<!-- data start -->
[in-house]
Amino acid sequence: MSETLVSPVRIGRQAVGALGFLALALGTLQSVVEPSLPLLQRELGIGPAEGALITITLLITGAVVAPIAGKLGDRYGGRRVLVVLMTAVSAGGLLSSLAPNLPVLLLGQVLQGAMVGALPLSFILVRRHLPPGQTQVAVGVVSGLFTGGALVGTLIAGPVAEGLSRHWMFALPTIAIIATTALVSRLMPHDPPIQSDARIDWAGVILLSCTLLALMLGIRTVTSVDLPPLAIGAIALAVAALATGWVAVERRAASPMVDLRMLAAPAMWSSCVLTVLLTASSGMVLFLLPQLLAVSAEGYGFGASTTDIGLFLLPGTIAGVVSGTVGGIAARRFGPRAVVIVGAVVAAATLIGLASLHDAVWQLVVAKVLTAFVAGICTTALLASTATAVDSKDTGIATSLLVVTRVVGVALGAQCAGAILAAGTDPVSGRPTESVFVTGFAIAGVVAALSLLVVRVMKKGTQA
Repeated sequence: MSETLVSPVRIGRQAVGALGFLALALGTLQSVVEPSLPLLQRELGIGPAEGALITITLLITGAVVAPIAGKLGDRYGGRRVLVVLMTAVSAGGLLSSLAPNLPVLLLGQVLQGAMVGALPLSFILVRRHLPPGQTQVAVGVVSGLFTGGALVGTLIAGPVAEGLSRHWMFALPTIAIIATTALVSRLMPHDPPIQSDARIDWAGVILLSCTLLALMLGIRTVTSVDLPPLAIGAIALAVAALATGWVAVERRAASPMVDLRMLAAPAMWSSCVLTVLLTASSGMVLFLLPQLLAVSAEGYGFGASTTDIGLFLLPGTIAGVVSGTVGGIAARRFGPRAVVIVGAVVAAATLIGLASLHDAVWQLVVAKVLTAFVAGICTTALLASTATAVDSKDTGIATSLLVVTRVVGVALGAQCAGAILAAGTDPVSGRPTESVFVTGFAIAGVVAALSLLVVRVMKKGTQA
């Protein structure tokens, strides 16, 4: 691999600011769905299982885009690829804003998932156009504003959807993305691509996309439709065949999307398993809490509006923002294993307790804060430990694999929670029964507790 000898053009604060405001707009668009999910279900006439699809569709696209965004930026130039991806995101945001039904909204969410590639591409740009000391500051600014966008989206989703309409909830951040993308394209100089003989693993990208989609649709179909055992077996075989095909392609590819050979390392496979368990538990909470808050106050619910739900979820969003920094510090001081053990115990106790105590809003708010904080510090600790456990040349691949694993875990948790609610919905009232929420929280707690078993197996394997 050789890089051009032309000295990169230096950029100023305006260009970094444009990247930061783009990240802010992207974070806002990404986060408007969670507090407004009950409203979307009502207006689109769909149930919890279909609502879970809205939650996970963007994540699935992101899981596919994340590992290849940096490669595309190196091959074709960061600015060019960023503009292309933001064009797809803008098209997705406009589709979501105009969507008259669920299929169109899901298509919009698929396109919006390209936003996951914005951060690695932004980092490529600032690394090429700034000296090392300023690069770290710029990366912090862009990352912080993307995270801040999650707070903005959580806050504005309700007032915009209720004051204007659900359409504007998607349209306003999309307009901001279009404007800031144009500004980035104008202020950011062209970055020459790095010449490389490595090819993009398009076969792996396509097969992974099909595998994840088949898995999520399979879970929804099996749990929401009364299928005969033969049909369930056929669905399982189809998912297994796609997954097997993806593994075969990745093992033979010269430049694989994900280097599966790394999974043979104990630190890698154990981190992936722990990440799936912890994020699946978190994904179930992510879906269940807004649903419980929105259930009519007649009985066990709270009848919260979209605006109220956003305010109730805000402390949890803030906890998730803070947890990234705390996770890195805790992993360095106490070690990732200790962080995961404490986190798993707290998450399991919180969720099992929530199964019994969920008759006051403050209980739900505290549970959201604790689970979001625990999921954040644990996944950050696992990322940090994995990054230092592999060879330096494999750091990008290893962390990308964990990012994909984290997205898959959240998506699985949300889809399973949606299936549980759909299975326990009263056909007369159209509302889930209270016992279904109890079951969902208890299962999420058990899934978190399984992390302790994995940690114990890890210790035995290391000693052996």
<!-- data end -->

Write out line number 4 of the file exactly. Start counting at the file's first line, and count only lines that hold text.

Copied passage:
């Protein structure tokens, strides 16, 4: 691999600011769905299982885009690829804003998932156009504003959807993305691509996309439709065949999307398993809490509006923002294993307790804060430990694999929670029964507790 000898053009604060405001707009668009999910279900006439699809569709696209965004930026130039991806995101945001039904909204969410590639591409740009000391500051600014966008989206989703309409909830951040993308394209100089003989693993990208989609649709179909055992077996075989095909392609590819050979390392496979368990538990909470808050106050619910739900979820969003920094510090001081053990115990106790105590809003708010904080510090600790456990040349691949694993875990948790609610919905009232929420929280707690078993197996394997 050789890089051009032309000295990169230096950029100023305006260009970094444009990247930061783009990240802010992207974070806002990404986060408007969670507090407004009950409203979307009502207006689109769909149930919890279909609502879970809205939650996970963007994540699935992101899981596919994340590992290849940096490669595309190196091959074709960061600015060019960023503009292309933001064009797809803008098209997705406009589709979501105009969507008259669920299929169109899901298509919009698929396109919006390209936003996951914005951060690695932004980092490529600032690394090429700034000296090392300023690069770290710029990366912090862009990352912080993307995270801040999650707070903005959580806050504005309700007032915009209720004051204007659900359409504007998607349209306003999309307009901001279009404007800031144009500004980035104008202020950011062209970055020459790095010449490389490595090819993009398009076969792996396509097969992974099909595998994840088949898995999520399979879970929804099996749990929401009364299928005969033969049909369930056929669905399982189809998912297994796609997954097997993806593994075969990745093992033979010269430049694989994900280097599966790394999974043979104990630190890698154990981190992936722990990440799936912890994020699946978190994904179930992510879906269940807004649903419980929105259930009519007649009985066990709270009848919260979209605006109220956003305010109730805000402390949890803030906890998730803070947890990234705390996770890195805790992993360095106490070690990732200790962080995961404490986190798993707290998450399991919180969720099992929530199964019994969920008759006051403050209980739900505290549970959201604790689970979001625990999921954040644990996944950050696992990322940090994995990054230092592999060879330096494999750091990008290893962390990308964990990012994909984290997205898959959240998506699985949300889809399973949606299936549980759909299975326990009263056909007369159209509302889930209270016992279904109890079951969902208890299962999420058990899934978190399984992390302790994995940690114990890890210790035995290391000693052996």